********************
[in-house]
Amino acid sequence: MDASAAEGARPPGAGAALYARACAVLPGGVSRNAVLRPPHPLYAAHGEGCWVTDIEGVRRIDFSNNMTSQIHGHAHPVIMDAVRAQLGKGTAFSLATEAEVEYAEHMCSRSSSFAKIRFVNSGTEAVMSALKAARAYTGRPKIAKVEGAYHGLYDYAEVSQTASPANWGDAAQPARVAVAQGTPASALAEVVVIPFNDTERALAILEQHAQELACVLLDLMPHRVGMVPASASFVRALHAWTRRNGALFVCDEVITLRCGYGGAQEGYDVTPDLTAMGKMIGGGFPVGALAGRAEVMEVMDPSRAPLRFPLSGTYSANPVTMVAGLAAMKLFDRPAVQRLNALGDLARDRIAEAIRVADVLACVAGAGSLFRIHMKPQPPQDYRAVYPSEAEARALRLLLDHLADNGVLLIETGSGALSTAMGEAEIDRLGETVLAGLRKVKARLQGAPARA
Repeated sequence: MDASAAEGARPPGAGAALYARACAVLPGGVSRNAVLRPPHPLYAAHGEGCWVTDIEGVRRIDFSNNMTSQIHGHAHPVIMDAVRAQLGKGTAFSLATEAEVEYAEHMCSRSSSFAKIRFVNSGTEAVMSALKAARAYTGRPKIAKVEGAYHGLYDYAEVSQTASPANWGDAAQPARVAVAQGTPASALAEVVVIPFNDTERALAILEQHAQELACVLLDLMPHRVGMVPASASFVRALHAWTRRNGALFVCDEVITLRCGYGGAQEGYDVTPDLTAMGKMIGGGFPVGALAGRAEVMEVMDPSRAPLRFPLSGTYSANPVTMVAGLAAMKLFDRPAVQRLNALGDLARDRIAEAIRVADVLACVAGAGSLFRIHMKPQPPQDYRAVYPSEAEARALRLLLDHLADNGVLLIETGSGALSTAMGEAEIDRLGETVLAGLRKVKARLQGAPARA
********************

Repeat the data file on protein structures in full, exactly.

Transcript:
[in-house]
Amino acid sequence: MDASAAEGARPPGAGAALYARACAVLPGGVSRNAVLRPPHPLYAAHGEGCWVTDIEGVRRIDFSNNMTSQIHGHAHPVIMDAVRAQLGKGTAFSLATEAEVEYAEHMCSRSSSFAKIRFVNSGTEAVMSALKAARAYTGRPKIAKVEGAYHGLYDYAEVSQTASPANWGDAAQPARVAVAQGTPASALAEVVVIPFNDTERALAILEQHAQELACVLLDLMPHRVGMVPASASFVRALHAWTRRNGALFVCDEVITLRCGYGGAQEGYDVTPDLTAMGKMIGGGFPVGALAGRAEVMEVMDPSRAPLRFPLSGTYSANPVTMVAGLAAMKLFDRPAVQRLNALGDLARDRIAEAIRVADVLACVAGAGSLFRIHMKPQPPQDYRAVYPSEAEARALRLLLDHLADNGVLLIETGSGALSTAMGEAEIDRLGETVLAGLRKVKARLQGAPARA
Repeated sequence: MDASAAEGARPPGAGAALYARACAVLPGGVSRNAVLRPPHPLYAAHGEGCWVTDIEGVRRIDFSNNMTSQIHGHAHPVIMDAVRAQLGKGTAFSLATEAEVEYAEHMCSRSSSFAKIRFVNSGTEAVMSALKAARAYTGRPKIAKVEGAYHGLYDYAEVSQTASPANWGDAAQPARVAVAQGTPASALAEVVVIPFNDTERALAILEQHAQELACVLLDLMPHRVGMVPASASFVRALHAWTRRNGALFVCDEVITLRCGYGGAQEGYDVTPDLTAMGKMIGGGFPVGALAGRAEVMEVMDPSRAPLRFPLSGTYSANPVTMVAGLAAMKLFDRPAVQRLNALGDLARDRIAEAIRVADVLACVAGAGSLFRIHMKPQPPQDYRAVYPSEAEARALRLLLDHLADNGVLLIETGSGALSTAMGEAEIDRLGETVLAGLRKVKARLQGAPARA